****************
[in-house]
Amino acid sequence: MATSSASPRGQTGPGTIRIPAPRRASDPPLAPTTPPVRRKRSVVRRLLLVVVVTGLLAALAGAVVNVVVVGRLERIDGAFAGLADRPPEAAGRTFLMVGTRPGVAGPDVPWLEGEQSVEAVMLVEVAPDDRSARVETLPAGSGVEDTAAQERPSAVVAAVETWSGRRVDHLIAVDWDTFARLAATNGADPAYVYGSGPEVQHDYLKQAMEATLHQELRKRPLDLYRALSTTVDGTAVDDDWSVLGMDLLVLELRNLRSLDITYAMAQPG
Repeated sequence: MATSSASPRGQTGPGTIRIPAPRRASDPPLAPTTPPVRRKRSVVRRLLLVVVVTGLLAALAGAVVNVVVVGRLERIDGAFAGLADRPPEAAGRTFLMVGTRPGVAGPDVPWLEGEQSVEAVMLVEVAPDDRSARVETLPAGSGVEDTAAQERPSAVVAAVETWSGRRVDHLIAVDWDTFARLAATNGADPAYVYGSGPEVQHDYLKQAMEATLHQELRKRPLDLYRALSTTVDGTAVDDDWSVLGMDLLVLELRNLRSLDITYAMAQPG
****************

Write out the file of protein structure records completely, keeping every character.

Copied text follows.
[in-house]
Amino acid sequence: MATSSASPRGQTGPGTIRIPAPRRASDPPLAPTTPPVRRKRSVVRRLLLVVVVTGLLAALAGAVVNVVVVGRLERIDGAFAGLADRPPEAAGRTFLMVGTRPGVAGPDVPWLEGEQSVEAVMLVEVAPDDRSARVETLPAGSGVEDTAAQERPSAVVAAVETWSGRRVDHLIAVDWDTFARLAATNGADPAYVYGSGPEVQHDYLKQAMEATLHQELRKRPLDLYRALSTTVDGTAVDDDWSVLGMDLLVLELRNLRSLDITYAMAQPG
Repeated sequence: MATSSASPRGQTGPGTIRIPAPRRASDPPLAPTTPPVRRKRSVVRRLLLVVVVTGLLAALAGAVVNVVVVGRLERIDGAFAGLADRPPEAAGRTFLMVGTRPGVAGPDVPWLEGEQSVEAVMLVEVAPDDRSARVETLPAGSGVEDTAAQERPSAVVAAVETWSGRRVDHLIAVDWDTFARLAATNGADPAYVYGSGPEVQHDYLKQAMEATLHQELRKRPLDLYRALSTTVDGTAVDDDWSVLGMDLLVLELRNLRSLDITYAMAQPG